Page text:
Licensure Must be Based on Qualifications | APEGA

Licensure Must be Based on Qualifications

Members may have read recent news articles about a United Conservative Party (UCP) campaign promise. The party’s leader, Jason Kenney, is concerned about the time it takes for internationally trained applicants to become licensed in a profession, such as medicine and engineering. He has stated that if the UCP wins the provincial election, the party will introduce legislation requiring professional licensing bodies to determine within six months if an applicant’s credentials are sufficient for licensure.

We appreciate and echo Mr. Kenney’s desire to have all Albertans engaged in meaningful work.

As the regulator for the engineering and geoscience professions, APEGA is mandated by the provincial government to establish, maintain, and enforce the qualifications and standards of those professions. We have a clear understanding of the regulatory framework and our obligation to ensure all of our members and permit holders practise to the highest professional and ethical standards in service to Albertans and their safety.

All applicants to APEGA are assessed to ensure they meet the required educational standard and have adequate and appropriate work experience. 

Qualifications-based Process

The process we use for assessing applicants is based on qualifications, not country of origin. All applicants are treated in an equal, balanced, and fair manner. As the qualifications for no two people are identical, we assess each individually. For internationally trained engineering applicants, if their education is from a program not recognized by the Canadian Engineering Accreditation Board (CEAB), we assess their education by comparing each course against standard syllabi that are produced nationally by Engineers Canada. If there are shortfalls, we assign examinations or courses by which the applicants can meet the standard. 

For assessing work experience, we use a competency-based assessment (CBA) method* to evaluate their experience against the required Canadian experience standard. For evaluating work competencies, CBA is considered best practice by the Pan-Canadian Framework for the Assessment and Recognition of Foreign Qualifications and by the Government of Alberta’s Foreign Qualification Recognition Plan.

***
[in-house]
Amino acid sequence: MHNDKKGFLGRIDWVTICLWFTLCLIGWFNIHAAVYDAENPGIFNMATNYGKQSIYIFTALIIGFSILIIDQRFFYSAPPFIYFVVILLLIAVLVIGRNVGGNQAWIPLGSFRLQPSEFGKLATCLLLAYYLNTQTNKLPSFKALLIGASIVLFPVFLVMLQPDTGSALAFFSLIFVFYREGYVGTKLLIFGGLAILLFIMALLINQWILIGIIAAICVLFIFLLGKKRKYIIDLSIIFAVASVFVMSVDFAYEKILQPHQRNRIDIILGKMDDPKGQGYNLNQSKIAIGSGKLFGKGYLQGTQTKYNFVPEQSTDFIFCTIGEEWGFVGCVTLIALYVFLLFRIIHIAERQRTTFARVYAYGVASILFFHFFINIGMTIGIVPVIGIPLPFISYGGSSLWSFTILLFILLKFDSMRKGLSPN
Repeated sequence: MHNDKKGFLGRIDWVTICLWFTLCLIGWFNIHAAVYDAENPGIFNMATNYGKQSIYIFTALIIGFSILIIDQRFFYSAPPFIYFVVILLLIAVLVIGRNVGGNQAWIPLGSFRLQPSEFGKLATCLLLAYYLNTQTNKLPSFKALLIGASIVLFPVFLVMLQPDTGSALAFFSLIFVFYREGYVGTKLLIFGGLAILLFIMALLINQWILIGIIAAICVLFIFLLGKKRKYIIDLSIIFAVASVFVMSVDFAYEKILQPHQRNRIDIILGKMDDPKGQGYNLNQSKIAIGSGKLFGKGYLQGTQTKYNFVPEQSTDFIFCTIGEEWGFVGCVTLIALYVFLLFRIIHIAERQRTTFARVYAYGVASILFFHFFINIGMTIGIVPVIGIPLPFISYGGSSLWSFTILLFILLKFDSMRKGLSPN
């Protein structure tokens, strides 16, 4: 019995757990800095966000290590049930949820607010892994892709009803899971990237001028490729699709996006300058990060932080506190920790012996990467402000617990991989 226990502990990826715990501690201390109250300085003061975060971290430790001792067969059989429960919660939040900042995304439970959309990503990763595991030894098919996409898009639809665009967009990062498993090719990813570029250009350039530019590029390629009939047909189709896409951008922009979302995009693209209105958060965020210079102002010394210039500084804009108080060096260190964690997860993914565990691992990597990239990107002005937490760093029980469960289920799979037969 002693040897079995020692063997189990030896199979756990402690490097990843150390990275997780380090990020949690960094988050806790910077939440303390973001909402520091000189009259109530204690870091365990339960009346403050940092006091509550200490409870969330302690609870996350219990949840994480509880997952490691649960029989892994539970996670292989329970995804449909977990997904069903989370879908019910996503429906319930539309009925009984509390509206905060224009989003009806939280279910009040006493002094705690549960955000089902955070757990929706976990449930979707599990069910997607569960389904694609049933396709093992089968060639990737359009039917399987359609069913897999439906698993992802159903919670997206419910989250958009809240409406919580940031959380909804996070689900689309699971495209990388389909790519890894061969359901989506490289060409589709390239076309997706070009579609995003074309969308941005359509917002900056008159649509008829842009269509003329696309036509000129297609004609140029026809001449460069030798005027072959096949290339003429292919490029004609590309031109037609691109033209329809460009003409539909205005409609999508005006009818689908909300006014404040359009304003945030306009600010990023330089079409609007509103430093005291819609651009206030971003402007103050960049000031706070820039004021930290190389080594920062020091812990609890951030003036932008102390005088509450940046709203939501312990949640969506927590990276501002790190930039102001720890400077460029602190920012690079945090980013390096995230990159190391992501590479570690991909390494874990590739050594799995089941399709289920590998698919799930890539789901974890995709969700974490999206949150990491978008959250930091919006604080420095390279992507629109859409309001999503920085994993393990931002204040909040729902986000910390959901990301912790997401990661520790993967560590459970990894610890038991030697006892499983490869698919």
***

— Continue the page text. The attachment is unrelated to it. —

According to an Edmonton Journal article, Mr. Kenney said some immigrants wait far too long to know whether their credentials are transferable. We understand that the wait can be longer than applicants would prefer, but we assure them that we process applications honestly and fairly, and as promptly as possible.

*Currently, competency-based assessment is only available for engineering applicants. A different process is required for geoscience applicants.

One Size Does Not Fit All

Becoming a professional engineer or professional geoscientist is not a one-size-fits-all model. We are mandated to protect the public by ensuring applicants are fully qualified prior to obtaining licensure. Application-processing times range between six and 12 months. Delays occur when we’re waiting on information from applicants, their universities, or their references. The review process does not start until we have received all required information. 

On average, APEGA processes more than 5,000 applications annually. In 2015, 53 per cent of applications were from internationally trained applicants (ITAs), making us the largest licensor of engineering and geoscience ITAs in Canada. So, we understand how important the process is for them.

During the review process, the lines of communication are always open. Applicants are assigned a dedicated application coordinator who can answer questions regarding application status and any outstanding information. In addition, applicants can check the status of their application online in the Member Self-Service Centre. There, they can see if APEGA is awaiting any information and from whom.

YearPercentage of Internationally Trained Applicants (ITAs)
2014 56%
2015 53%
2016 29%
2017 26%
2018 26%

We believe the reduction in applications in 2016 to 2018 was due to the downturn in the economy.

YearAvg. Days to Process ITAsAvg. Days to Process Canadian Applicants
2016 282 174
2017 240 118
2018 232 156

Professional Members Make Final Determination

Another aspect of self-regulation is that professional members, not APEGA staff, make the final determination if applicants are qualified for licensure. These professional members are volunteers who meet at set intervals to assess applications. Without these volunteers, the government would have to use taxpayer dollars to hire experts, or APEGA would need to greatly increase application fees and member dues to hire dozens of professional members and university professors. Applicants are informed of this process and the expected time frame for review. 

All forms of regulation are designed to protect the public. But only self-regulation ties public protection directly to the people performing the regulated services. It’s effective and publicly affordable, and it’s backed up by nearly a century of APEGA service to the public interest.

We proactively work with each Alberta government to explain the self-regulatory model of the engineering and geoscience professions and how that model ensures the safety of all Albertans.

We also continuously strive to enhance and expedite the application process without compromising public safety. To learn more about our application process, please visit